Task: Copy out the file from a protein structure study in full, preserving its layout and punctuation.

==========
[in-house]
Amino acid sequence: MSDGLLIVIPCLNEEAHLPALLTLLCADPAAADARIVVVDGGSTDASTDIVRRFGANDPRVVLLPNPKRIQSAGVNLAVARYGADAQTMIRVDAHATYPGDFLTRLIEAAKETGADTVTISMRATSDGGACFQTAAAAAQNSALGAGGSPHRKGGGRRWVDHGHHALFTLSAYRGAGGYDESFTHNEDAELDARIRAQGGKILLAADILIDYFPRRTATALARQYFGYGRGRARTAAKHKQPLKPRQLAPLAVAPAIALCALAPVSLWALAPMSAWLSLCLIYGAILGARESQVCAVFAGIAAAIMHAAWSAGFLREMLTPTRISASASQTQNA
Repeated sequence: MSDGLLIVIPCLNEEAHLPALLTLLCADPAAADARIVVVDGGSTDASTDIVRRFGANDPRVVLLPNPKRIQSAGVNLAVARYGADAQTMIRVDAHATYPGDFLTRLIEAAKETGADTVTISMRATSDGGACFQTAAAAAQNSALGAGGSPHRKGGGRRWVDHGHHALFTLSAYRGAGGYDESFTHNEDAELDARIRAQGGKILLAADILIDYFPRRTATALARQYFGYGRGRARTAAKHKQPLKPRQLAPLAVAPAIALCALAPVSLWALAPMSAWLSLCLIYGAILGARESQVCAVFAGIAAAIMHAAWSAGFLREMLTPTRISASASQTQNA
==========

[in-house]
Amino acid sequence: MSDGLLIVIPCLNEEAHLPALLTLLCADPAAADARIVVVDGGSTDASTDIVRRFGANDPRVVLLPNPKRIQSAGVNLAVARYGADAQTMIRVDAHATYPGDFLTRLIEAAKETGADTVTISMRATSDGGACFQTAAAAAQNSALGAGGSPHRKGGGRRWVDHGHHALFTLSAYRGAGGYDESFTHNEDAELDARIRAQGGKILLAADILIDYFPRRTATALARQYFGYGRGRARTAAKHKQPLKPRQLAPLAVAPAIALCALAPVSLWALAPMSAWLSLCLIYGAILGARESQVCAVFAGIAAAIMHAAWSAGFLREMLTPTRISASASQTQNA
Repeated sequence: MSDGLLIVIPCLNEEAHLPALLTLLCADPAAADARIVVVDGGSTDASTDIVRRFGANDPRVVLLPNPKRIQSAGVNLAVARYGADAQTMIRVDAHATYPGDFLTRLIEAAKETGADTVTISMRATSDGGACFQTAAAAAQNSALGAGGSPHRKGGGRRWVDHGHHALFTLSAYRGAGGYDESFTHNEDAELDARIRAQGGKILLAADILIDYFPRRTATALARQYFGYGRGRARTAAKHKQPLKPRQLAPLAVAPAIALCALAPVSLWALAPMSAWLSLCLIYGAILGARESQVCAVFAGIAAAIMHAAWSAGFLREMLTPTRISASASQTQNA